Many small actions add up to big change, and it will take a dedicated “green army” to help end deforestation and plant a future. Every day, every person can choose to make a difference. All it takes is a little focus on how you can reduce, reuse, recycle, rethink and, of course, replant. There’s an old saying: if you are not part of the solution, you are part of the problem. Take action!
Around the world in more than 50 countries, useful, stylish and affordable Avon Hello Green Tomorrow fundraising products are sold by Avon Sales Representatives and Avon websites (such as avon.com). All proceeds support the work of our partners The Nature Conservancy in South America and World Wildlife Fund in Indonesia – more than $3.5 million raised in the first two years, but more is needed!
Avon contributes all proceeds from the Hello Green Tomorrow merchandise sales to The Nature Conservancy for continuing efforts in the Atlantic Rainforest in South America and to the World Wildlife Fund for their reforestation projects in Indonesia (Borneo and Sumatra). These leading organizations plant and restore the trees as well as monitor the restored forest, ensuring the long-term benefits into the future. Learn More About Our Partners
“Of all the places WWF works, the rate of destruction in Borneo and Sumatra defies the imagination. Devising a solution equal to the weight of humanity’s pressure on this rich place will take persistence, creativity and collaboration. We are grateful for the support and leadership of partners like Avon who realize we all have an important role to play in meeting this challenge.”
"With support from Avon, The Nature Conservancy has made significant progress in restoring Brazil's Atlantic Forest, one of the most endangered and biologically diverse forests in the world. The Atlantic Forest is home to tens of thousands of plant and animal species - many found nowhere else on Earth – and it is the source of drinking water for 70 percent of Brazil's population. It is critical that we save the Atlantic Forest for both people and nature."
Don't throw away old or worn out linens, blankets or throw rugs. Instead, use them to line dog beds and kitty baskets. Before you spend a lot of money buying beds for Fido or Felix, consider repurposing raggedy towels and worn out throw rugs. My cat’s “cradle” is a former holiday gift basket I’ve lined with old terry cloth towels. Bonus: while regular cat beds usually contain foam that is difficult to keep clean, I can shake out the towels and launder them in the washing machine. My dog sleeps on a comfortable pile of throw rugs that, while too faded to display, make a nice soft canine bed.Tip Posted by DM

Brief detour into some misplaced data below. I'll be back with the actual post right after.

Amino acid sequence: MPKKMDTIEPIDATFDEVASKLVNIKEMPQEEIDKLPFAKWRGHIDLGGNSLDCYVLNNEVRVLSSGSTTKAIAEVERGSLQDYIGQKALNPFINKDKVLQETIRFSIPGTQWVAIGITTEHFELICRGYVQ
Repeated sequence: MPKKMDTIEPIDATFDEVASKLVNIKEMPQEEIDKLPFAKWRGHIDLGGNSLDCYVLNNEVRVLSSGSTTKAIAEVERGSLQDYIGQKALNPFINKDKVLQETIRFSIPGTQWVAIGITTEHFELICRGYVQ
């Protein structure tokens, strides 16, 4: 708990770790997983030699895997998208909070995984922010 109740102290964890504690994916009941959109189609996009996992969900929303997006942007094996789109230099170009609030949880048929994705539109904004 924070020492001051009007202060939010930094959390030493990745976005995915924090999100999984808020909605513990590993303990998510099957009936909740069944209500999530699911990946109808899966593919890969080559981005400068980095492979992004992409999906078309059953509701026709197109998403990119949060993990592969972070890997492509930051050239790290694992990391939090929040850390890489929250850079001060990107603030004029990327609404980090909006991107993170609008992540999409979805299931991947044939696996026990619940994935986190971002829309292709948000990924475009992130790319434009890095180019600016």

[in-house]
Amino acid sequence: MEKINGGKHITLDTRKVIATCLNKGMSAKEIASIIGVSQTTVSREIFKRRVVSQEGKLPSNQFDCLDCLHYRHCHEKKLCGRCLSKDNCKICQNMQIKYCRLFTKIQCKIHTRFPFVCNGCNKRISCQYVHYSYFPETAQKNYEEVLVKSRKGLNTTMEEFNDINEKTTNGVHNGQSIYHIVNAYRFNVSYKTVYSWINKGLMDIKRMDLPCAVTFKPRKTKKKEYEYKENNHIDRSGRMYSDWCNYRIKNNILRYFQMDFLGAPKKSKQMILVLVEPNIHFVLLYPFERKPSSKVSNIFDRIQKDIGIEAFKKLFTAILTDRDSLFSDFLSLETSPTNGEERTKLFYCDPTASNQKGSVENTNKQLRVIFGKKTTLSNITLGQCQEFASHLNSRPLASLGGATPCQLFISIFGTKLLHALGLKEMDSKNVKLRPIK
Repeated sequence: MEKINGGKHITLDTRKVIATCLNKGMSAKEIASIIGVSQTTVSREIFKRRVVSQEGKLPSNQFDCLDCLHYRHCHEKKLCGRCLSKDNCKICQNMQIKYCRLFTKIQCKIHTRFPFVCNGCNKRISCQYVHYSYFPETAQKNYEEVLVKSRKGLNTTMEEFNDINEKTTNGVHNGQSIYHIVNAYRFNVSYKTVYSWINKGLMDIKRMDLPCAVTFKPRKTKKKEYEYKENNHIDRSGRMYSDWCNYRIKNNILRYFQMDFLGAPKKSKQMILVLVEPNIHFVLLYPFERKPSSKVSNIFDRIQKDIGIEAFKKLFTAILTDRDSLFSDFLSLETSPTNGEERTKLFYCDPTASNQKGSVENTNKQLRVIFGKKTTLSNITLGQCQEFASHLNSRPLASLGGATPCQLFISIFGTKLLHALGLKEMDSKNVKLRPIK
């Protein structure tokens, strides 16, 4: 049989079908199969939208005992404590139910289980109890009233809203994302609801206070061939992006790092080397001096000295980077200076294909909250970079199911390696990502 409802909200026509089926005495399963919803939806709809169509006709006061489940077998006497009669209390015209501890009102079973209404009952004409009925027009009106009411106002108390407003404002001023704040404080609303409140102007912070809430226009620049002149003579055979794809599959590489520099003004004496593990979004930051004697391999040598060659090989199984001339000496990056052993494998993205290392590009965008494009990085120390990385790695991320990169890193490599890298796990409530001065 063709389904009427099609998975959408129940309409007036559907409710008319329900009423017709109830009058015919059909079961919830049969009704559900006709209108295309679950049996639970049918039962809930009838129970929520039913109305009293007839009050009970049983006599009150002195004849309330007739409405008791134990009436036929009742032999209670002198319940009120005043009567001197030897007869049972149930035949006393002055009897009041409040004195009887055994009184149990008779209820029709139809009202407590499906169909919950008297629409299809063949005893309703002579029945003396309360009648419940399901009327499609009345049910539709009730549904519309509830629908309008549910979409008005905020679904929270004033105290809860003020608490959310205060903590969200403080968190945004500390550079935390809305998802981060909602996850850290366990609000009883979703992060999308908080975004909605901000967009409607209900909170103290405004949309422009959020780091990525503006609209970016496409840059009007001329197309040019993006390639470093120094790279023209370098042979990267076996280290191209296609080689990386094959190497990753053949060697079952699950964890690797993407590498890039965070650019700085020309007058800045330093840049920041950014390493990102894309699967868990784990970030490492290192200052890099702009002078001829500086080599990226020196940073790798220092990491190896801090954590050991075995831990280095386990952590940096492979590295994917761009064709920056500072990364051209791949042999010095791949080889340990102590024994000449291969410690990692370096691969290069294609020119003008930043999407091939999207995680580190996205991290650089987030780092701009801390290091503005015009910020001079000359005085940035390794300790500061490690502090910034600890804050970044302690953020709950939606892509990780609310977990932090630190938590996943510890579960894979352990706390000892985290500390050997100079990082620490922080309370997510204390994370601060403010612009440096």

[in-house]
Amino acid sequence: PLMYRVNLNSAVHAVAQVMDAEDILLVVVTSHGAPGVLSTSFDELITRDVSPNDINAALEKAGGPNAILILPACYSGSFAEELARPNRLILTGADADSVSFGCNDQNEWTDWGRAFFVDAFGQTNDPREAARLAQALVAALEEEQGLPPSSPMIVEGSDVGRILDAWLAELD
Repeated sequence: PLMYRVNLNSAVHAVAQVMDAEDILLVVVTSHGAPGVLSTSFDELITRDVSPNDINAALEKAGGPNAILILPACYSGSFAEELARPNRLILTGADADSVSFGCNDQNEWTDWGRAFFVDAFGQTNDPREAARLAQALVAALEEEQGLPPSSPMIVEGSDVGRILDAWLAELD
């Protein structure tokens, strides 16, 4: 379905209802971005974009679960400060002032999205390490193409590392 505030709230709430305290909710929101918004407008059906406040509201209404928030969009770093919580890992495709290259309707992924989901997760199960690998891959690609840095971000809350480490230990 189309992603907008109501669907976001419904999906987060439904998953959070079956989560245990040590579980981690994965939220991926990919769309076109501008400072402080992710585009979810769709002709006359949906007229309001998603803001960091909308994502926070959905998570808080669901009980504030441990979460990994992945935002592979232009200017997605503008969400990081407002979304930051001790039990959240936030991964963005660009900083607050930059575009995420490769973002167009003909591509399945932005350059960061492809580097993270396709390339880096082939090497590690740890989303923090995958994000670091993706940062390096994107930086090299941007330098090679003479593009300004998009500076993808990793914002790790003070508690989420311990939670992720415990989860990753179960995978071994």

Use a programmable thermostat to reduce home heating and cooling needs and save money. HVAC experts estimate that for every degree you dial down your thermostat, you can save 1 to 3 percent on your energy bill. A programmable thermostat turns temperatures up and down automatically; you can time adjustments to kick in when you leave for work in the morning, come back in the evening, go to bed, and wake up.
Tip Posted by DM
Perennial plants anchor a landscape visually, but they’re also a winner ecologically, since you’ll use less energy and water to cultivate a tree or bush over time than to plant new ones every year. In most locales, autumn is the best time to plant perennials. Fall’s cooler temperatures and frequent rains will give the plant a chance to solidify its roots without having to battle hot summer temperatures. Come spring, plants already in the ground get a jump on the growing season. Plus, buying perennials in the fall is often cheaper than shopping for them in the spring. When you do buy, choose native bushes and trees that are most likely to thrive in your region. You can check with your local county extensive service or online at the U.S. Department of Agriculture for recommendations.
Tip Posted by DM
Rain provides a free source of water. If you capture it in a barrel or cistern, you can use this water to water your garden and landscape plants. Most garden centers carry barrels in sizes that range from 50-60 gallons to 100 or more. To collect roof water, attach the barrel to a gutter downspout, then fit the bottom with a spigot and a hose; you can water from the barrel just like you’d water from a faucet. If you’re really ambitious, you could install a much larger underground tank to collect as much rain as possible. In addition to saving you money, rain barrels help control flooding and runoff.
Tip Posted by DM
“Recycling” used to conjure up images of newspapers, bottles, and cans. No more. Now you can recycle any appliance in your home. For refrigerators, this is a must, since refrigeration units contain harmful chemicals that shouldn’t be released into the air. In other appliances, like stoves, ovens, and microwaves, it’s important to capture the electronic components that keep appliances working. Otherwise, more e-waste and the toxic metals it contains end up in the landfill. To find out where you can recycle your appliances locally, contact earth911.
Tip Posted by DM